« ZurückWeiter »
A NEW EDITION, CORRECTED.
laude ponendum ; sed non tam fua fponte, quam
and T. CADELL, in The Strand.
THE 'HE English Language hath heen much cultiva
ted during the last two hundred years. It hath been considerably polished and refined; its bounds have been greatly enlarged; its energy, variety, richness, and elegance, have been abundantly proved, by numberless trials, in verse and in prose, upon all subjects, and in every kind of Nyle.: but, whatever other improvements it may have received, it hath made no advances in Grammatical Accuracy. Hooker is one of the earliest writers, of considerable note, within the period above-mentioned : let his writins be compared with the best of those of more mo teraz date; and, I believe, it will be found, that in in realness, propriety, and purity of English styles to hath hardly been furpassed, or even equalled, by my of his succesors.
It is now about fifty years, since Doctor made a public remonstrance, addrefed to t" of Oxford, then Lord Treasurer, concor
imperfect state of our Language ; alleging in particular, " that in many instances it offended against
every part of Grammar." Swift must be allowed to have been a good judge of this matter ; to which he was himself very attentive, both in his own writings, and in his remarks upon those of his friends : he is one of the best and most correct of our prose writers. Indeed the jusiness of this complaint, as far as I can find, hath never been questioned ; and yet no effectual method hath bitherto been taken to redress the grievance which was the object of it.
But let us consider, how, and in what extent, we are to understand this charge brought agains the English Language ; for the author seems not to have -explained himself with sufficient clearness and precifion on this head. Does it mean, that the English Language, as it is spoken by the politest part of the nation, and as it stands in the writings of our most approved authors, often offends against every part of Grammar? Thus far, I am afraid, the charge is true. Or does it further imply, that our Language is in its nature irregular and capricious ; not hitherto subject, nor easily reducible, to a System of rules? In this respect, I am persuaded, the charge is wholly without foundation.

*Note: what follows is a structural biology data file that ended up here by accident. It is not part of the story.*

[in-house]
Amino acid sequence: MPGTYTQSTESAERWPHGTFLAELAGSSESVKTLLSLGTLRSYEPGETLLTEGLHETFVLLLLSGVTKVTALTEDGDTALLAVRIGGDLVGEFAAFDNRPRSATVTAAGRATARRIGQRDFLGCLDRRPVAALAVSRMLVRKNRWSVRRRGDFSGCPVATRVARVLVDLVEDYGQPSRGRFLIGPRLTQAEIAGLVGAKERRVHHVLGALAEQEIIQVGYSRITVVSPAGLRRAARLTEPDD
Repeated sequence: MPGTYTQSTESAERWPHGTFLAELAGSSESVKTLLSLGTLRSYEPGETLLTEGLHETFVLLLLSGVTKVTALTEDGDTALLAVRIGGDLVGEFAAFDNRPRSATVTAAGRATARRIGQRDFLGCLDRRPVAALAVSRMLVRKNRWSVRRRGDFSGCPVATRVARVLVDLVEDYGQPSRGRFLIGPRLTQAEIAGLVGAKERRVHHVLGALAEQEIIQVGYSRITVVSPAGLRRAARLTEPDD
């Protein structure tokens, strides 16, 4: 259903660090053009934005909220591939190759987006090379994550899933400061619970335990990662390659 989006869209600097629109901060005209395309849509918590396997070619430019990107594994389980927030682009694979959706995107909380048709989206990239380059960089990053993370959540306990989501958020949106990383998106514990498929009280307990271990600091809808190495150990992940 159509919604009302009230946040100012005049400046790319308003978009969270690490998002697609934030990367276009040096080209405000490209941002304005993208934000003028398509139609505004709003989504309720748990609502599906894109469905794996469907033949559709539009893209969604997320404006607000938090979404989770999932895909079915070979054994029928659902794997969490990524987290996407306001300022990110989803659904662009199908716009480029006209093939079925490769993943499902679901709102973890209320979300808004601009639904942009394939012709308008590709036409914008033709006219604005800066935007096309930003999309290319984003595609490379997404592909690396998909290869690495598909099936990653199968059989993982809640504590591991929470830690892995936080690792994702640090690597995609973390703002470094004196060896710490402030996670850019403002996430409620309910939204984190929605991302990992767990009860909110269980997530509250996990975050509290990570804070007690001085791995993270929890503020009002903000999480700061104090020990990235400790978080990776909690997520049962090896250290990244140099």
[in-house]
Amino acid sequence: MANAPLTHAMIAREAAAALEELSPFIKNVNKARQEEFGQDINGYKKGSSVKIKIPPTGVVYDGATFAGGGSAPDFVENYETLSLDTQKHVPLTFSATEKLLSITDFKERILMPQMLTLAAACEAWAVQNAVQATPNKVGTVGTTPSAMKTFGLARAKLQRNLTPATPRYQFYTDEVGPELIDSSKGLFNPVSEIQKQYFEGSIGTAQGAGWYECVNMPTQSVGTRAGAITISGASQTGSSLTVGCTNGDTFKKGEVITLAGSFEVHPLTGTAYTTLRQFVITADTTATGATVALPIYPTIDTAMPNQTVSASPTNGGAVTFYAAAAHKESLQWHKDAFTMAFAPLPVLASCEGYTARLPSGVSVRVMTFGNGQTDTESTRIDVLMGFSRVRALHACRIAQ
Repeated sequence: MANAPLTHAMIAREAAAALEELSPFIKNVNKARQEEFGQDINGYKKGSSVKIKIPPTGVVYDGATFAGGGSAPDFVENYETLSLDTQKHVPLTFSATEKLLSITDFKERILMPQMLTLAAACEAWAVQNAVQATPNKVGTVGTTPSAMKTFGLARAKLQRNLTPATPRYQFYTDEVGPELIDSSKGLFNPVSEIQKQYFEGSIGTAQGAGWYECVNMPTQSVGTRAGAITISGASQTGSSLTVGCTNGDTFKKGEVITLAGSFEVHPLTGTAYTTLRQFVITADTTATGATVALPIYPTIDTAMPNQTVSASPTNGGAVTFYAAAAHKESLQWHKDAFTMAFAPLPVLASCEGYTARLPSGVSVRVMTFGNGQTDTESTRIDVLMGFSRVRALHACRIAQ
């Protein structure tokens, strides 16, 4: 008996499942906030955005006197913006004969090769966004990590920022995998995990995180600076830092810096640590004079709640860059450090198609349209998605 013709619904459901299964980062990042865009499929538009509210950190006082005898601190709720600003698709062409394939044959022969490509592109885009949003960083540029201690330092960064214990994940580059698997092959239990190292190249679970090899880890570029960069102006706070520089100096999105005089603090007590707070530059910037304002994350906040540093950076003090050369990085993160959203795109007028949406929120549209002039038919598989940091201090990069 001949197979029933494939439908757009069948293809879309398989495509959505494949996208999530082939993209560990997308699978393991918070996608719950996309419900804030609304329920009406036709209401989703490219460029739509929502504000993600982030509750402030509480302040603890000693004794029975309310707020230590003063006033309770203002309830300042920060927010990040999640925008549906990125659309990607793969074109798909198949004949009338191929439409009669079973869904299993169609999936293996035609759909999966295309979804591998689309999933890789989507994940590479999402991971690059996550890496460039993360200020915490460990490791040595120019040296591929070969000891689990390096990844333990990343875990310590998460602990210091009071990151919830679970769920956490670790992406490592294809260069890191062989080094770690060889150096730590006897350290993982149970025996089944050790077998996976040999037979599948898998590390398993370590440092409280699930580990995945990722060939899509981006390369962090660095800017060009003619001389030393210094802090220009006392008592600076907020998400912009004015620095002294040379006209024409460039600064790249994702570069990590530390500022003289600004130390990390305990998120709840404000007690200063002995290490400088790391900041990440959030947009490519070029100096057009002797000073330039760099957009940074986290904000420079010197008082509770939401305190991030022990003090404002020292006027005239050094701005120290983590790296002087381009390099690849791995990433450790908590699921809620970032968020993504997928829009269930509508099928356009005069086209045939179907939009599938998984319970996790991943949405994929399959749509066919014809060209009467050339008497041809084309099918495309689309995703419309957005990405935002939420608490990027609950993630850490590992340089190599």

The Englifh Language is perhaps of all the present European Languages by much the most simple in its form and construction. Of all the ancient Lan
guages extant That is the most fimple, which is undoubtedly the most antient; but even that Language itself does not equal the English in fimplicity.
The words of the English Language are perhaps subject to fewer variations from their original form, than those of any other. Its Substantives have but one variation of Case ; nor have they any distinction of Gender, besidé that which nature hath made. Its Adjectives admit of no change at all, except that which expresses the degrees of comparison. All the possible variations of the original form of the Verb.are not above fix or seven; whereas in many Languages they amount to some hundreds : and almost the whole business of Modes, Times, and Voices, is managed with great ease by the asistance of eight or nine commodious little Verbs, called from their use Auxiliaries. The Construction of this Language is so easy and obvious, that our Grammarians have thought it hardly worth while to give us any thing like a regular and systematical Syntax, The English Grammar, which hath been last prefented to the public, and by the Person best qualified to have given us a perfect one, comprises the whole Syntax in ten lines : for this reason ; “ becaufe our “ Language has so little inflection, that its construc" tion neither requires nor admits many rules." In truth, the easier any subjeEt is in its own nature, the harder it is to make it more easy by explanation; and nothing is more unnecessary, and at